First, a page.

Washington D.C. Featured Attractions Student Tours
Update on Student Tour Sites in Washington D.C.
Student travel groups now have access to The Washington Monument again. It reopened to the public in May 2014, after the earthquake of 2011 cracked the structure. The National Harbor (NH), on the shores of Prince George County, Maryland, is now open to the public. Here, The Capital Ferris Wheel offers a phenomenal view of Downtown Washington D.C. from 175 feet above the Potomac River. Taking a ride on the Ferris Wheel is a great addition to any student travel itinerary. Duck Tours, amphibious tours of the streets of Downtown D.C. and the harbor, are also a great add on to any student tour of Washington D.C. Don’t forget to schedule a visit the 911 Memorial at the Pentagon, an impressive outdoor memorial to each individual who died that day.
Our Nation’s Security and Student Travel to Washington D.C.
Student tours of Washington D.C. may encompass major attractions such as the White House, U.S. Capitol, and the Pentagon. When entering public government buildings, students may no longer carry backpacks. For Pentagon tours, all electronic devices must be left behind. Teachers and trip leaders must prepare their student tour groups prior to entering government buildings. Security policies are strict and must be observed in order for groups to gain admittance.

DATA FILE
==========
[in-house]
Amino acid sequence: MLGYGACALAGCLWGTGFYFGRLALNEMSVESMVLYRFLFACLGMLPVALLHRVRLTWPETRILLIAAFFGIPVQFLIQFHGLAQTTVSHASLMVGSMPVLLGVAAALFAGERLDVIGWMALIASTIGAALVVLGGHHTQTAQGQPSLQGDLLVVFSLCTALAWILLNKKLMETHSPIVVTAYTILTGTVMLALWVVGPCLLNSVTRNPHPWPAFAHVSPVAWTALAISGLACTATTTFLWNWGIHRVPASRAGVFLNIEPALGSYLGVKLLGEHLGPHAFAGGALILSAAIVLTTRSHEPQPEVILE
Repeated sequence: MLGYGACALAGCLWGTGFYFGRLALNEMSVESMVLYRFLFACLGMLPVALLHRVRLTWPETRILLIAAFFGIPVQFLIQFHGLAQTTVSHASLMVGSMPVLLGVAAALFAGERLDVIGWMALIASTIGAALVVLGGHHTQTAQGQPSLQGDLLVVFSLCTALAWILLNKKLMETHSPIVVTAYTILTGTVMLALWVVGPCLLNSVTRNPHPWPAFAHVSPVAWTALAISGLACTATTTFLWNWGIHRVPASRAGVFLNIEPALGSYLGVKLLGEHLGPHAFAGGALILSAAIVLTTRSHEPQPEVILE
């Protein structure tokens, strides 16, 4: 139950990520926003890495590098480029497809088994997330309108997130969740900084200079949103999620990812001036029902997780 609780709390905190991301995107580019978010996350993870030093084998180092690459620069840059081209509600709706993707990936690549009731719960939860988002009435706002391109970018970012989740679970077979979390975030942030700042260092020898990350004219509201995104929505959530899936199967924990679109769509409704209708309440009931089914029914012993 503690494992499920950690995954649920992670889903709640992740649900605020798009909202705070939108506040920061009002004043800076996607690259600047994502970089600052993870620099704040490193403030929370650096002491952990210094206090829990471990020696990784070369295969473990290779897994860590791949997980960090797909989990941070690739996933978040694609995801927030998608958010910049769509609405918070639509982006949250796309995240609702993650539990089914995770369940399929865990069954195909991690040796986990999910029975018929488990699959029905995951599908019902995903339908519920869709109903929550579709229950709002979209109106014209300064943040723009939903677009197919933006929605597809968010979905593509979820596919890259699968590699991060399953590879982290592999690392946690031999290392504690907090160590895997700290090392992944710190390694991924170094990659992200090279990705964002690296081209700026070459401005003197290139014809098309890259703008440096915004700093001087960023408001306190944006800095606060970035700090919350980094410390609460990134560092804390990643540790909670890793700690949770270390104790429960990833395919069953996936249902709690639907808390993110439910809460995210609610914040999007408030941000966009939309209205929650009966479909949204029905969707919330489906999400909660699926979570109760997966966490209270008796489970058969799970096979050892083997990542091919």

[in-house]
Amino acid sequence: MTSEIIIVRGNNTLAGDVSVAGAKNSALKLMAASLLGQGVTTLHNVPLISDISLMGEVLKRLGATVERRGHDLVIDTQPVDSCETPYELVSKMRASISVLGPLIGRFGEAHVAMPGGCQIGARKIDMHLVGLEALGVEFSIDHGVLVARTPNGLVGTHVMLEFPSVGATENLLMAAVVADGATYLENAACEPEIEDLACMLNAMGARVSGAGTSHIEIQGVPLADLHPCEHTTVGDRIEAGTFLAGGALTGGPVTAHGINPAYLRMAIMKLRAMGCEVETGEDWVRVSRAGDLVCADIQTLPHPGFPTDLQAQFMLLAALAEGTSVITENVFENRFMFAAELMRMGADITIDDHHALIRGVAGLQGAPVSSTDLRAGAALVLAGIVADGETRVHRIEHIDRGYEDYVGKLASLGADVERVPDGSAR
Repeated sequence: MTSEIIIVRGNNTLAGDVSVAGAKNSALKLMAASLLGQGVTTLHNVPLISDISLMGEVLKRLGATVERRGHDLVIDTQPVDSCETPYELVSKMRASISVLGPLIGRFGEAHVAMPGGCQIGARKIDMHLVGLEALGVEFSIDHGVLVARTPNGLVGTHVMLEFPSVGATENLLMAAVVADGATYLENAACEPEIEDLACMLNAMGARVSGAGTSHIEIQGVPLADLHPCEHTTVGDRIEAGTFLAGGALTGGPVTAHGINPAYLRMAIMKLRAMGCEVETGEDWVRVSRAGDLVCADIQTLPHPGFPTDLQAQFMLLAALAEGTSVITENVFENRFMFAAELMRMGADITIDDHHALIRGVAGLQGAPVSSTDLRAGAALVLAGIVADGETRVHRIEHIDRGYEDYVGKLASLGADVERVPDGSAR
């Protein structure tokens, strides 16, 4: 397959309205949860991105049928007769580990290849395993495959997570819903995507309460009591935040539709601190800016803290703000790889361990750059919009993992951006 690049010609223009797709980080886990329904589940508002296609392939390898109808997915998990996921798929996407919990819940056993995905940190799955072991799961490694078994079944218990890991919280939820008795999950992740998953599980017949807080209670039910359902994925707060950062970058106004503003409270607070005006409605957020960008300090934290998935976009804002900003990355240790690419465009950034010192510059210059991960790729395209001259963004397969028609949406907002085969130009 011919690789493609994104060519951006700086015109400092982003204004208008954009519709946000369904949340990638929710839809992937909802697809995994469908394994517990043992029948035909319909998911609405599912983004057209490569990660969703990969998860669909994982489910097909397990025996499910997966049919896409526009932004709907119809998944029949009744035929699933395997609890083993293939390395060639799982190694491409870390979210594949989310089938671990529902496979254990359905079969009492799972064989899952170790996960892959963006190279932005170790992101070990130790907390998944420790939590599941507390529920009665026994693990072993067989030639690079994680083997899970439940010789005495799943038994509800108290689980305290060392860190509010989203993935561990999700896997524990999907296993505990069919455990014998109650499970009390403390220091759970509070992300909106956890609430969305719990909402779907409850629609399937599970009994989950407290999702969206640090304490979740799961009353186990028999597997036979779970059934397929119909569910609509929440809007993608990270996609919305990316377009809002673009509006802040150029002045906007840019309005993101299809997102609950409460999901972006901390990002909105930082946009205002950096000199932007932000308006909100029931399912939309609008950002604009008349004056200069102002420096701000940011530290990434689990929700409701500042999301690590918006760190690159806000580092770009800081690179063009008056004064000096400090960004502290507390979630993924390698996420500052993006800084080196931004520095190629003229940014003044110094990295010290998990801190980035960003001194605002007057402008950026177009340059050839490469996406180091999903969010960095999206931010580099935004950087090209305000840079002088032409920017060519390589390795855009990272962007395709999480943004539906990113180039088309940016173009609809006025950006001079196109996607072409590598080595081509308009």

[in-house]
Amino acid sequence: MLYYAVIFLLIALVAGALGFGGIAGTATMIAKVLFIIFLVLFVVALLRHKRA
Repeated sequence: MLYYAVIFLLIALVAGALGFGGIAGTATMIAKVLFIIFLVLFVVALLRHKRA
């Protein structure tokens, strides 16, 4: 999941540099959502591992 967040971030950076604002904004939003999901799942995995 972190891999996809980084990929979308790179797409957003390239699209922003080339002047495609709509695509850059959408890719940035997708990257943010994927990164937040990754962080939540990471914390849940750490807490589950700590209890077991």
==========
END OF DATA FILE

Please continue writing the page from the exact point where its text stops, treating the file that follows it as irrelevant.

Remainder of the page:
911 Memorial – The Pentagon
When visiting Washington D.C., student groups may want to visit the 911 Memorial at the Pentagon. This outdoor memorial is built to honor those who died at the Pentagon on that ill-fated day. Tours of the Pentagon’s interior may also be scheduled in advance.
Arlington National Cemetery Student Travel Tour begins at the cemetery visitor’s center and includes the Kennedy gravesites, the Tomb of the Unknown Soldier for the Changing of the guard ceremony, Arlington House and the Robert E. Lee Memorial.
Duck Tours of Washington D.C.
Take student travel groups on a land and water tour of the Washington D.C. streets and the Potomac River. Duck tours are more popular than ever in major cities, and Washington D.C. has its own Capital Duck Tour student travel groups are sure to enjoy.
Explorers Hall at the National Geographic society contains exhibits depicting famous National Geographic sponsored exhibitions. The Hall encompasses the entire 1st floor of the building. Its centerpiece is an 11 foot sphere, Earth Station One, said to be the world’s largest free standing globe. The globe illustrates such detail as the relief of the ocean floor.
Ford’s Theatre is where Abraham Lincoln was fatally shot by John Wilkes Booth on April 14, 1865, has been restored to its 1860’s appearance. Short talks recounting the atmosphere of Washington during the Civil War and the story of the assassination are presented.
Peterson House the place where Abraham Lincoln died after being shot at Ford’s Theatre.
Holocaust Memorial Museum is a great student travel tour destination. The Museum presents the history of 6 million Jews and millions of others including Roma (gypsies), Soviet POWs, Poles, Dissidents, homosexuals, Jehovah’s Witnesses and the disabled, who suffered and died at the hands of the Nazis during their rule of Germany 1933-1945.
J. Edgar Hoover F.B.I. Building Covers an entire city block. Exhibits explain the history and jurisdiction of the FBI, as well as the work of the FBI laboratory. This student tour includes a firearms demonstration. Closed to tours until futher notice.